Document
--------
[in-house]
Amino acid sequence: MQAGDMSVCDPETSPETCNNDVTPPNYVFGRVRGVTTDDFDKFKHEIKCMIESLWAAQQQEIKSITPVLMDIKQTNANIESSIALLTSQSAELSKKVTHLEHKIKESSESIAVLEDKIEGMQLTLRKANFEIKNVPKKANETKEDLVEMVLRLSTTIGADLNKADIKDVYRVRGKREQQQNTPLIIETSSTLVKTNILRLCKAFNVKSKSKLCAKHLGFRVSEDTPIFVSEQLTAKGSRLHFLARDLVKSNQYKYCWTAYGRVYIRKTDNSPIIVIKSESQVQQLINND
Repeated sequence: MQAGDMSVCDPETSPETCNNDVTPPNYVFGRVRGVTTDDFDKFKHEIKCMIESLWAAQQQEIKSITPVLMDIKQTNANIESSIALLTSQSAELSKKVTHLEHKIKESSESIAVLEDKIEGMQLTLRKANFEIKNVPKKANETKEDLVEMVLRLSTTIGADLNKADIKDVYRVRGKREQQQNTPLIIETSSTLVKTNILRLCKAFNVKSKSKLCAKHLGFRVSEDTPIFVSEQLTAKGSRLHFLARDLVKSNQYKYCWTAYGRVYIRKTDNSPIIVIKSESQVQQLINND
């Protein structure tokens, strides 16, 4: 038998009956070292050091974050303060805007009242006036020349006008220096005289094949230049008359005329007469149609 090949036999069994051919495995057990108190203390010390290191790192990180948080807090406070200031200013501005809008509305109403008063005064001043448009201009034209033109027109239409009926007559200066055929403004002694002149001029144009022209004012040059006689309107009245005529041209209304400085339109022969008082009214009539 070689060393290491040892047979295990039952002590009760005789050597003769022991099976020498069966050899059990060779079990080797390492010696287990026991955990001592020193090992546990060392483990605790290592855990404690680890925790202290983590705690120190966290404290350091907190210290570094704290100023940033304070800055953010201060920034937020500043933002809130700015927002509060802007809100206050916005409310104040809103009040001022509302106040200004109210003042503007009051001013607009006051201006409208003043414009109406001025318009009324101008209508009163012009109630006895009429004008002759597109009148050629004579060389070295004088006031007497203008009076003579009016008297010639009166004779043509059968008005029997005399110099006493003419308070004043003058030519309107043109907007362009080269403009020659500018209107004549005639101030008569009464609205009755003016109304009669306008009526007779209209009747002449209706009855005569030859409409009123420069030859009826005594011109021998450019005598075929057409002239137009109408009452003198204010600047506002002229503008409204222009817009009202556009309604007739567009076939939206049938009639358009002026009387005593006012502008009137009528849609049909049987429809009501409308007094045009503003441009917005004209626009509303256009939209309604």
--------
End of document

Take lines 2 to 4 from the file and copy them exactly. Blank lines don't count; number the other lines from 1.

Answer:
Amino acid sequence: MQAGDMSVCDPETSPETCNNDVTPPNYVFGRVRGVTTDDFDKFKHEIKCMIESLWAAQQQEIKSITPVLMDIKQTNANIESSIALLTSQSAELSKKVTHLEHKIKESSESIAVLEDKIEGMQLTLRKANFEIKNVPKKANETKEDLVEMVLRLSTTIGADLNKADIKDVYRVRGKREQQQNTPLIIETSSTLVKTNILRLCKAFNVKSKSKLCAKHLGFRVSEDTPIFVSEQLTAKGSRLHFLARDLVKSNQYKYCWTAYGRVYIRKTDNSPIIVIKSESQVQQLINND
Repeated sequence: MQAGDMSVCDPETSPETCNNDVTPPNYVFGRVRGVTTDDFDKFKHEIKCMIESLWAAQQQEIKSITPVLMDIKQTNANIESSIALLTSQSAELSKKVTHLEHKIKESSESIAVLEDKIEGMQLTLRKANFEIKNVPKKANETKEDLVEMVLRLSTTIGADLNKADIKDVYRVRGKREQQQNTPLIIETSSTLVKTNILRLCKAFNVKSKSKLCAKHLGFRVSEDTPIFVSEQLTAKGSRLHFLARDLVKSNQYKYCWTAYGRVYIRKTDNSPIIVIKSESQVQQLINND
């Protein structure tokens, strides 16, 4: 038998009956070292050091974050303060805007009242006036020349006008220096005289094949230049008359005329007469149609 090949036999069994051919495995057990108190203390010390290191790192990180948080807090406070200031200013501005809008509305109403008063005064001043448009201009034209033109027109239409009926007559200066055929403004002694002149001029144009022209004012040059006689309107009245005529041209209304400085339109022969008082009214009539 070689060393290491040892047979295990039952002590009760005789050597003769022991099976020498069966050899059990060779079990080797390492010696287990026991955990001592020193090992546990060392483990605790290592855990404690680890925790202290983590705690120190966290404290350091907190210290570094704290100023940033304070800055953010201060920034937020500043933002809130700015927002509060802007809100206050916005409310104040809103009040001022509302106040200004109210003042503007009051001013607009006051201006409208003043414009109406001025318009009324101008209508009163012009109630006895009429004008002759597109009148050629004579060389070295004088006031007497203008009076003579009016008297010639009166004779043509059968008005029997005399110099006493003419308070004043003058030519309107043109907007362009080269403009020659500018209107004549005639101030008569009464609205009755003016109304009669306008009526007779209209009747002449209706009855005569030859409409009123420069030859009826005594011109021998450019005598075929057409002239137009109408009452003198204010600047506002002229503008409204222009817009009202556009309604007739567009076939939206049938009639358009002026009387005593006012502008009137009528849609049909049987429809009501409308007094045009503003441009917005004209626009509303256009939209309604």